The Fault Parallel Flow (FPF)
The FPF algorithm is best suited for modelling hangingwall movement on faults from fold and thrust belts where the majority of the deformation occurs discretely between bed interfaces (i.e. flexural slip). The Fault Parallel Flow (FPF) algorithm, developed in collaboration with the University of Keele (Kane et. al, 1997 and Egan et. al, 1997), is designed to kinematically model geological structures in the hangingwall where deformation is accommodated by fault-parallel shear. The Fault Parallel Flow toolbox uses an algorithm assuming particle flow parallel to the fault surface and parallel to the plane of cross section (plane strain assumption). Recent work has found that the Fault Parallel Flow algorithm may also be suitable for modelling in extensional regions. Compared to geometric construction models for move on fault restorations like Flexural Slip, the Fault Parallel Flow algorithm is not restricted to simple ramp-flat-ramps with a dip less than 30°; thus, the Fault Parallel Flow algorithm may be applied to faults with a complex geometry.
Mass Spring Restoration
The geo-mechanical restoration approach uses a linear elastic assumption with boundary conditions and constraints built in as defaults. These defaults can be user modified to allow scenarios to be built and compared using our scenario analysis tools to test assumptions and sensitivity. The algorithm uses a mass-spring approach to provide fast compute speed and flexibility to investigate a range of geological models without the need to build fully water tight finite element models.
Midland Valley places key emphasis on new technologies that enable us to visualise our ideas, animate concepts and interact with the data and model in a flexible manner - a process that matches as closely as possible the way we think as creative geo-scientists. In their day, traditional paper maps, sections and elaborate isometric diagrams were at the cutting edge of the geosciences, offering fascinating new insights into geology. Today, these paper based models have become outdated, and now seem to owe more to artistic skill and panache in the tradition of Escher than the real technical, scientific and commercial needs of the modern geologist. The ability to animate the idea that has led to our present interpretation provides a powerful tool not available to the paper and pencil era. It not only allows us to present our colleagues with an interesting kinematic model, but to actively engage them in the geological process and allow them to see our ideas from their own viewpoint. Kinematic models help challenge interpretation and modify decisions. In recent projects, our kinematic models have facilitated new plays and the identification of additional reserves for the hydrocarbons industry, developed improved exploration and production models in the mining sector as well as being used to help develop waste sequestration strategies for CO2 and radioactive materials. Improved understanding of the present day geology and its evolution reduces uncertainty and risk in sub-surface interpretation and prediction.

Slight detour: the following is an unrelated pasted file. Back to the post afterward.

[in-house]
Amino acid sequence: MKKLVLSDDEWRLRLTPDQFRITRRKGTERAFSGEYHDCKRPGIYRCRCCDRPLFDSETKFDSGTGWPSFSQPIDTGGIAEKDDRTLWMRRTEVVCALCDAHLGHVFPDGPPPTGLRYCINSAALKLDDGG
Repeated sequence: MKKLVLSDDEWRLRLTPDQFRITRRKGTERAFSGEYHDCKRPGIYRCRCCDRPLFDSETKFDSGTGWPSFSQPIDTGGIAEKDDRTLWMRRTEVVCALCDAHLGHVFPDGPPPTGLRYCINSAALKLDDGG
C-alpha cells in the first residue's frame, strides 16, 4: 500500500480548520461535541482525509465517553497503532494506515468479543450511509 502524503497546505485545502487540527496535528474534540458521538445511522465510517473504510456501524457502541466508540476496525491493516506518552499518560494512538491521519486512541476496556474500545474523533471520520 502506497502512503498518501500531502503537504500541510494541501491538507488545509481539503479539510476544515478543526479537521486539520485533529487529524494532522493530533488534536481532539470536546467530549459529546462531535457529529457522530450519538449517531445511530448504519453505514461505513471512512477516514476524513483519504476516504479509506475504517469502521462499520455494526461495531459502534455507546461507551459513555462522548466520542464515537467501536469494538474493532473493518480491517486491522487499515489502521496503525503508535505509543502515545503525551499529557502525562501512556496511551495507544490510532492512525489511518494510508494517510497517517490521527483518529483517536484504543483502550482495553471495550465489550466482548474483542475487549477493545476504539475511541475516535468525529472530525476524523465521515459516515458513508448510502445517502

Model Building - A Question of Interpretation
Geological models on maps, sections and in 3D need to be correctly interpreted if they are to be properly utilised. Moving from the traditional map and sections to the 3D computer image still sets the interpreter the challenge of joining the data control into a coherent whole. In the real world there are no gaps or missing volumes! The most critical issue we have to address in building the 3d framework model is not just how to join up and honour the data, but to do so in a way which makes geological sense. Move provides a unique environment to validate and check the geological sense of our model building choices through the use of restoration and forward modelling tools. Our tools are designed to provide geoscientists with the freedom to try ideas before committing to the discipline of the completed model. Model building is the crux of data analysis and decision making. As well as building models for structural analysis, we can provide constrained models for basin modelling, image analysis, and reservoir modelling, either by carrying out a specific project or providing you with the software tools to carry it out yourself. Where complex structures are involved we can deliver the critical detail that is not captured by other products.
All the modelling tools are augmented by the ability to constrain the modelling with a geological rule base and to be used in conjunction with the forward modelling tools to check assumptions and interpretation. Move provides a tool-set that is designed specifically for geologists by geologists and allows the user to work in both 2d and 3d views that are fully linked to ensure that changes to the model in 2d are correctly extrapolated to 3d and vice-versa.
Palinspastically Restored Geometries
Our restoration tools are commonly used to predict palaeo-architecture of basins and mountain belts. The construction of valid palaeo-accommodation space provides control for models of sedimentation and prediction of sediment fairways. During such a restoration the effects of compaction, isostasy, folding and faulting are removed to arrive at a robust prediction of past basin geometry. These palaeo-geometries are used as input into sediment modelling and hydrocarbon and mineral systems analysis.
Facilitates the real time geo-steering of wells and boreholes in complex structures
For the specialist the techniques are compatible with and complimentary to analogue and physical property approaches, but have the key commercial advantage of being fast to use and modify in the light of changing data inflow. This facilitates the real time geo-steering of wells in complex structures, reducing technical risk and cost. Strain and detailed structural analysis allow geologists to identify missing interpretational components and include them in the model. Alternative algorithms can be applied to build up an understanding of the uncertainty and alternatives and thereby identify the key elements of the model which are sensitive to the commercial outcome.